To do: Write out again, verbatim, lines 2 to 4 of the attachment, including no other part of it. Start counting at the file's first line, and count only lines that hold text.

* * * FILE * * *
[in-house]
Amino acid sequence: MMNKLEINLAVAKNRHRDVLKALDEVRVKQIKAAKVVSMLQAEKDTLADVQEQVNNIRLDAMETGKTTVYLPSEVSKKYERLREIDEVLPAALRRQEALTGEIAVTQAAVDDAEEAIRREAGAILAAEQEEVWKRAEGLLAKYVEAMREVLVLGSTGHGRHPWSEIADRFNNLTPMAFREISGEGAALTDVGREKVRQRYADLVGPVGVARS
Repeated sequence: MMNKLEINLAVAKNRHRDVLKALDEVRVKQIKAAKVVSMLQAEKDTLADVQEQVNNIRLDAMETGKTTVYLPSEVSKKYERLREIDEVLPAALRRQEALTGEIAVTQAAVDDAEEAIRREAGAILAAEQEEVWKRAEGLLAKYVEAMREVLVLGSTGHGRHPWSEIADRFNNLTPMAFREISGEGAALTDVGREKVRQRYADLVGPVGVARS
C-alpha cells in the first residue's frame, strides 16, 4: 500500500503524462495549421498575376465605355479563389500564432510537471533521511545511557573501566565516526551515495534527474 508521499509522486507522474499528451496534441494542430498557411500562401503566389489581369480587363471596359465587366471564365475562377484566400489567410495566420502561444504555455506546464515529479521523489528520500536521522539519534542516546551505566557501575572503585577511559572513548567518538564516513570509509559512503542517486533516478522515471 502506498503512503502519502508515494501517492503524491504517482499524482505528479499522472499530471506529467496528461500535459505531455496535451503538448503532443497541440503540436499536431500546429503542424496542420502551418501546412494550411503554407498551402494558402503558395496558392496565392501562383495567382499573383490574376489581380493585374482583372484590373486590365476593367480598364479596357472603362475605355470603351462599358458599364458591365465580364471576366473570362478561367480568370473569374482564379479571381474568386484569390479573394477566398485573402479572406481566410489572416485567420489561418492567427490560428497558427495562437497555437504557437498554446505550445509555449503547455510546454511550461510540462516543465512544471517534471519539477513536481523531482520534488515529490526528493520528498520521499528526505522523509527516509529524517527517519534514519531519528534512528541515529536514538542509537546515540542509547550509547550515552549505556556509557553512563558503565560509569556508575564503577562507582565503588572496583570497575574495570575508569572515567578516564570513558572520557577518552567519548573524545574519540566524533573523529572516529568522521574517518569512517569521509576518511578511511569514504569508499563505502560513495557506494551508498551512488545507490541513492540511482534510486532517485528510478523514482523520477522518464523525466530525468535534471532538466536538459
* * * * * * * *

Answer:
Amino acid sequence: MMNKLEINLAVAKNRHRDVLKALDEVRVKQIKAAKVVSMLQAEKDTLADVQEQVNNIRLDAMETGKTTVYLPSEVSKKYERLREIDEVLPAALRRQEALTGEIAVTQAAVDDAEEAIRREAGAILAAEQEEVWKRAEGLLAKYVEAMREVLVLGSTGHGRHPWSEIADRFNNLTPMAFREISGEGAALTDVGREKVRQRYADLVGPVGVARS
Repeated sequence: MMNKLEINLAVAKNRHRDVLKALDEVRVKQIKAAKVVSMLQAEKDTLADVQEQVNNIRLDAMETGKTTVYLPSEVSKKYERLREIDEVLPAALRRQEALTGEIAVTQAAVDDAEEAIRREAGAILAAEQEEVWKRAEGLLAKYVEAMREVLVLGSTGHGRHPWSEIADRFNNLTPMAFREISGEGAALTDVGREKVRQRYADLVGPVGVARS
C-alpha cells in the first residue's frame, strides 16, 4: 500500500503524462495549421498575376465605355479563389500564432510537471533521511545511557573501566565516526551515495534527474 508521499509522486507522474499528451496534441494542430498557411500562401503566389489581369480587363471596359465587366471564365475562377484566400489567410495566420502561444504555455506546464515529479521523489528520500536521522539519534542516546551505566557501575572503585577511559572513548567518538564516513570509509559512503542517486533516478522515471 502506498503512503502519502508515494501517492503524491504517482499524482505528479499522472499530471506529467496528461500535459505531455496535451503538448503532443497541440503540436499536431500546429503542424496542420502551418501546412494550411503554407498551402494558402503558395496558392496565392501562383495567382499573383490574376489581380493585374482583372484590373486590365476593367480598364479596357472603362475605355470603351462599358458599364458591365465580364471576366473570362478561367480568370473569374482564379479571381474568386484569390479573394477566398485573402479572406481566410489572416485567420489561418492567427490560428497558427495562437497555437504557437498554446505550445509555449503547455510546454511550461510540462516543465512544471517534471519539477513536481523531482520534488515529490526528493520528498520521499528526505522523509527516509529524517527517519534514519531519528534512528541515529536514538542509537546515540542509547550509547550515552549505556556509557553512563558503565560509569556508575564503577562507582565503588572496583570497575574495570575508569572515567578516564570513558572520557577518552567519548573524545574519540566524533573523529572516529568522521574517518569512517569521509576518511578511511569514504569508499563505502560513495557506494551508498551512488545507490541513492540511482534510486532517485528510478523514482523520477522518464523525466530525468535534471532538466536538459